If I were to ask, “Would you rather be punched in the face or stabbed in the back?” I’m guessing that you would be hard pressed to answer because I’m seeking consent for something without providing a meaningful choice.

Similarly, when a company requires consent to its online privacy policy in exchange for a consumer’s ability to use and interact with the company’s website that extend beyond what a reasonable consumer considers meaningful, the company runs the risk of unnecessary and burdensome litigation that, in some cases, may damage their brand exponentially.

Take Google for instance. This past March, the company enacted a privacy policy that enabled the search engine giant to collect an individual’s data across various online platforms whether by Gmail, YouTube or search engine. Advocacy groups argued that the policy gives users no choice but to stop using Google services if they want to avoid having their every online move monitored. The policy fails to provide users information on what personal data is collected, how it will be used and for how long the company will retain the data.

European Union regulators are threatening legal action if Google doesn’t roll back its privacy policy and they are giving Google until the end of the year to comply with their demands to provide more transparency about their policies. Some speculate that other countries, including the U.S., will follow suit if Google doesn’t comply.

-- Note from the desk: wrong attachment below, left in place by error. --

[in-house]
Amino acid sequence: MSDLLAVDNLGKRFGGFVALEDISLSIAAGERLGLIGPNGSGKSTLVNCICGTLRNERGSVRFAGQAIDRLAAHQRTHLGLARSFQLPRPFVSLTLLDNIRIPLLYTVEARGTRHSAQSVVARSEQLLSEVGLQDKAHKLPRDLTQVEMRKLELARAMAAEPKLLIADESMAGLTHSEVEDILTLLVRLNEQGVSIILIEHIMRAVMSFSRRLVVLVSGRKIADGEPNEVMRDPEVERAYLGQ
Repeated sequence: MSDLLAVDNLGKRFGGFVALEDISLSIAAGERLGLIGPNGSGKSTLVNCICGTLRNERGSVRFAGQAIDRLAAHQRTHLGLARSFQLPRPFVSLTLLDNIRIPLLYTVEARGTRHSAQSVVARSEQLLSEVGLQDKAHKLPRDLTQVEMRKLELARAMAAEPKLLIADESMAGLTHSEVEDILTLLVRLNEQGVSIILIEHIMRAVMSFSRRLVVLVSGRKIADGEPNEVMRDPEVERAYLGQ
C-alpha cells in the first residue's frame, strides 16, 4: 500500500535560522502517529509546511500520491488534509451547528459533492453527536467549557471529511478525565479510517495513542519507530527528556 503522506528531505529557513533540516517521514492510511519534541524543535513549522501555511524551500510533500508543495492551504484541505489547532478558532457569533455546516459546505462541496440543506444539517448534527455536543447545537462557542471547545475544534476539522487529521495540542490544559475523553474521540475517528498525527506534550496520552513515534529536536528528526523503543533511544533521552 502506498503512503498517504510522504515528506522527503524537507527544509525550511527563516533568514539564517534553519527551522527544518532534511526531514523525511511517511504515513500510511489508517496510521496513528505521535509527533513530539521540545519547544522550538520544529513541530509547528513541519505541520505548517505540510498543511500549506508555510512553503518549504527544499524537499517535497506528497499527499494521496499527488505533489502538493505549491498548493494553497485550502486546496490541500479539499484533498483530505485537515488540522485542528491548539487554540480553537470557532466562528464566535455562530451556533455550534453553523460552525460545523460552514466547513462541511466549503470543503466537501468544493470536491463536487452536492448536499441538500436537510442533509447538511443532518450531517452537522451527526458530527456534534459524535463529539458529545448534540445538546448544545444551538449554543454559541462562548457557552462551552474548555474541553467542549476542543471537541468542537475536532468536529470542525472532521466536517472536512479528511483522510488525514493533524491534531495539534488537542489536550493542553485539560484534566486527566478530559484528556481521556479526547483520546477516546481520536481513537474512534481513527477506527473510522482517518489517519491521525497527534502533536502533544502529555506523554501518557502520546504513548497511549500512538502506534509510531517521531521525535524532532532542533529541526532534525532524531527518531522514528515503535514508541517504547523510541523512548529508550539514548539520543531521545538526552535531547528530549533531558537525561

Since the news broke abroad, Google’s stock prices dropped from $755 to $675. Whether the EU news and its big brother privacy policy had something to do with this, it’s hard to say. However, anytime privacy policies are so broad that they can’t be simply understood by those who use the services provided, consumers and government regulators may take action and your brand may be collaterally damaged.

Another interesting case in the UK involves Spreadex, a company that, as its name suggests, takes bets on the movements in prices of various commodities including gold, silver and crude oil. A Mr. Cochrane visited the site in October 2010, filled out the customer account information and was directed to the site’s “Customer Agreement.” He agreed to the terms and hit the “submit” button. He began trading a few weeks later, and explained what he was doing to his girlfriend’s son. He left his computer screen open and, you guessed it, the boy thought he was playing a game for fun and made a series of online bets setting Mr. Cochrane’s account back more than 50,000 pounds.

Spreadex wanted to cover those bets and requested that a court rule in Spreadex’s favor taking the position that Cochrane had no arguable defense because he agreed to be bound to the terms of the Customer Agreement. When the judge reviewed the document, he was faced with 49 pages of small  print and complex legal terms and stated it was impossible to read, let alone understand the implications of the agreement.

As a result, Spreadex took a hit in London newspapers and agreed to revisit its privacy policy to make it more relevant to its users.

Companies work hard to protect their brands yet often fail to understand how their bloated and over-reaching privacy policies can alienate the customers who make their brands relevant.